Dining Halls


The creation of a space may begin with its physical features, but it does not end there. The architectural aspects of a space, its use and purpose, the people who pass through every day and the things that they do there all combine to define a space. Often, a space is designed for a particular usage, and its physical aspects therefore complement its purpose. Other times, it evolves to fit a purpose over time. Whatever the case, this human aspect of definition allows spaces to drastically change, even while their architecture remains exactly the same.

As the Harvard University Dining Service workers strike, many of the dining halls have stopped serving food. As a result, the spaces that are the House dining halls have fundamentally changed. While no food is served in the halls, these spaces remain open, and students have continued to use them. Based on my limited observation as I sat and sketched, it seems that Adams dining hall has become primarily a place of study. Without the draw of meals, it is now emptier and quieter, creating an atmosphere similar to that of a library. Yet chatter still fills the space, as some of the informality of a dining hall is retained. Almost overnight, without any alteration to the physical features or architecture, the house dining halls have been transformed into spaces that are entirely new.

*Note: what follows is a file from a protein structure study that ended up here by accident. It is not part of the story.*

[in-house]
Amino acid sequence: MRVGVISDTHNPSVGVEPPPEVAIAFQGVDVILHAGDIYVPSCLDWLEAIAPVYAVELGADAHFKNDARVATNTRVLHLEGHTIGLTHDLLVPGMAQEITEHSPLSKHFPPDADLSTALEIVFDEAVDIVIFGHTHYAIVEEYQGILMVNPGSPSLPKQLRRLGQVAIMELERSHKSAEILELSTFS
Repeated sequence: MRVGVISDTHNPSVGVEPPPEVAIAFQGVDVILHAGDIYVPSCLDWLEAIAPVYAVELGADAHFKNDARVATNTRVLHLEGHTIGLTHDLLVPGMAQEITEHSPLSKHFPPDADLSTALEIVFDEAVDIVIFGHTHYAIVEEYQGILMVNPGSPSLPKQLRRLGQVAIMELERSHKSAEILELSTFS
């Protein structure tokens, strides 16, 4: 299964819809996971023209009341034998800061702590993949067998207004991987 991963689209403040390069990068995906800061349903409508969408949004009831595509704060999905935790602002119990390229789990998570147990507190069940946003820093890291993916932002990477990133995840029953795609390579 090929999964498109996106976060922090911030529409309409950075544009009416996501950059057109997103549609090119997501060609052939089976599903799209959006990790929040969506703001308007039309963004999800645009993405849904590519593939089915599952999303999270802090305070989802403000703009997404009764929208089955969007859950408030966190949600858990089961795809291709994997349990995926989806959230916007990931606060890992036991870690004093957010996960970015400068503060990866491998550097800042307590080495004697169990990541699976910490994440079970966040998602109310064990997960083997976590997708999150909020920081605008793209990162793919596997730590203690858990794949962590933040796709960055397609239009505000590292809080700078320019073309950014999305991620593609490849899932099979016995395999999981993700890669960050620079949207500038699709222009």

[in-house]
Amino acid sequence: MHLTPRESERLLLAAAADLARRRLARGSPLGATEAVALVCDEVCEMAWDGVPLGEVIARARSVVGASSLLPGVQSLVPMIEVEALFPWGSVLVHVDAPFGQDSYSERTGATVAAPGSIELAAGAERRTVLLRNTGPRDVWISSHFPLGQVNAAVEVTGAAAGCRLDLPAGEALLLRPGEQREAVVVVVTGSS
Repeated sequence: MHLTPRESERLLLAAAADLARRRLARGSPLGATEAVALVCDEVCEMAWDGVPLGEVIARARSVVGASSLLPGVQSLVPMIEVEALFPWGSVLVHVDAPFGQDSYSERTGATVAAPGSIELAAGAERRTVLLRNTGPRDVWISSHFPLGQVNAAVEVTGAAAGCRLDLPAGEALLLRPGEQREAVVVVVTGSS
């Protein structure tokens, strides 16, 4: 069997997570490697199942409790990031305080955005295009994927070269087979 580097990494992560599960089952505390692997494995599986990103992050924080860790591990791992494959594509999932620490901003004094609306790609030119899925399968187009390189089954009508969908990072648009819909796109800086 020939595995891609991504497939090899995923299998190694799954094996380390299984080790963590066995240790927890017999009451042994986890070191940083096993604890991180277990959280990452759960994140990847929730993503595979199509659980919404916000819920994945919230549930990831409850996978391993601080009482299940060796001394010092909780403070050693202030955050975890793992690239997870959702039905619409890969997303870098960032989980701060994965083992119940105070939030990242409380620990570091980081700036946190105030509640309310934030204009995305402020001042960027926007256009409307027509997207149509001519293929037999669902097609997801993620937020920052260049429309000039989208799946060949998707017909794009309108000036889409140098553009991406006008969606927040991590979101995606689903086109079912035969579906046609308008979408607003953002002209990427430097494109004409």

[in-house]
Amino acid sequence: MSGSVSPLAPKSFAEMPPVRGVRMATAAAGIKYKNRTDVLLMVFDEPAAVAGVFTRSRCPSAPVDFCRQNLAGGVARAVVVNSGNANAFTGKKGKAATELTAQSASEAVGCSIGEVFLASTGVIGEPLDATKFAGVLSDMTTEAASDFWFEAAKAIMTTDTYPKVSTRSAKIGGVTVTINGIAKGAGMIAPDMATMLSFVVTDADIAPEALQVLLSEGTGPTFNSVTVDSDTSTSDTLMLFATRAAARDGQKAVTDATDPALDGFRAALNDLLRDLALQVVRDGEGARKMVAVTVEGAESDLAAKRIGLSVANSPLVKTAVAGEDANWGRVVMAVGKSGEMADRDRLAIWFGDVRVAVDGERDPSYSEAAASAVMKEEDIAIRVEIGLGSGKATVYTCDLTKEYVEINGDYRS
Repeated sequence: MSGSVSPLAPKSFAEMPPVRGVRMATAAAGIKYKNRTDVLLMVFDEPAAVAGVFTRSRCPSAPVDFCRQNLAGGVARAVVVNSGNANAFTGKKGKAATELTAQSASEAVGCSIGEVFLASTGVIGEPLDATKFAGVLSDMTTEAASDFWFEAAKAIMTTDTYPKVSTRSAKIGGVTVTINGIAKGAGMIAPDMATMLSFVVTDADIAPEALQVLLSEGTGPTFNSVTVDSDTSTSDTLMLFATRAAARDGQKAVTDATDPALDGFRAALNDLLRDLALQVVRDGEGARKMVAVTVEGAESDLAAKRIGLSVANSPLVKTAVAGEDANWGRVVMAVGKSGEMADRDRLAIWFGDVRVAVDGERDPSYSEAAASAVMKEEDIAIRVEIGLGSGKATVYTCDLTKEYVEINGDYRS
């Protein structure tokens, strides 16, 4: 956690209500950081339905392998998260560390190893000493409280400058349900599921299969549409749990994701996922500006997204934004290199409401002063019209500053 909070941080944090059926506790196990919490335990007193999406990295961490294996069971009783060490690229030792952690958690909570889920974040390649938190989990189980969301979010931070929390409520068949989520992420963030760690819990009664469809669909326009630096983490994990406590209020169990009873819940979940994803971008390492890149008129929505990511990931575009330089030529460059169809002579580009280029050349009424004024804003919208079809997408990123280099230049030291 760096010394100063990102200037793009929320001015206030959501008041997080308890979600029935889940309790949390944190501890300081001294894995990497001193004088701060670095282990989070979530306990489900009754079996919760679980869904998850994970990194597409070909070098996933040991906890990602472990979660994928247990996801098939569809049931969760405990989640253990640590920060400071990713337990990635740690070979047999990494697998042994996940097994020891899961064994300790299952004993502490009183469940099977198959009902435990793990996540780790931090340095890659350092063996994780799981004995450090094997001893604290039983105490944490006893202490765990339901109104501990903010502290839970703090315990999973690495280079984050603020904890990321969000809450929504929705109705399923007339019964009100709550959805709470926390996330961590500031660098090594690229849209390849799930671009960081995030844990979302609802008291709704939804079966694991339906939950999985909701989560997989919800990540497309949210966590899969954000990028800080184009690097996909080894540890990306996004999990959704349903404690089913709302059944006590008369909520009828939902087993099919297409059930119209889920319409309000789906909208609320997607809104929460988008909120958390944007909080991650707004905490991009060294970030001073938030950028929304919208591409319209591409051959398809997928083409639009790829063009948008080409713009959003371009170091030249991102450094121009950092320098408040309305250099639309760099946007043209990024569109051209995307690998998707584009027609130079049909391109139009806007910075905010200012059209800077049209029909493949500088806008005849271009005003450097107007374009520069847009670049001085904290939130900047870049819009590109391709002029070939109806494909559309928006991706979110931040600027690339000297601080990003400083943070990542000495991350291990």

Adams Dining Hall Skylight
Skylight, Adams Dining Hall. Though this skylight is has not changed since the strike began, its elegant calm seems to fit nicely with the dining hall’s new, quieter atmosphere.

HUDS Strikers
Scenes from the HUDS strike.The contrast between the constantly moving people and the comparatively stable and stagnant architecture is reflected in the differences between the qualities of line, shape and shade in the two sketches.

Portrait of Joseph
Portrait of Joseph, one of the HUDS workers on strike who came up to me as I sketched to ask what I was doing and told me a little about his experiences.


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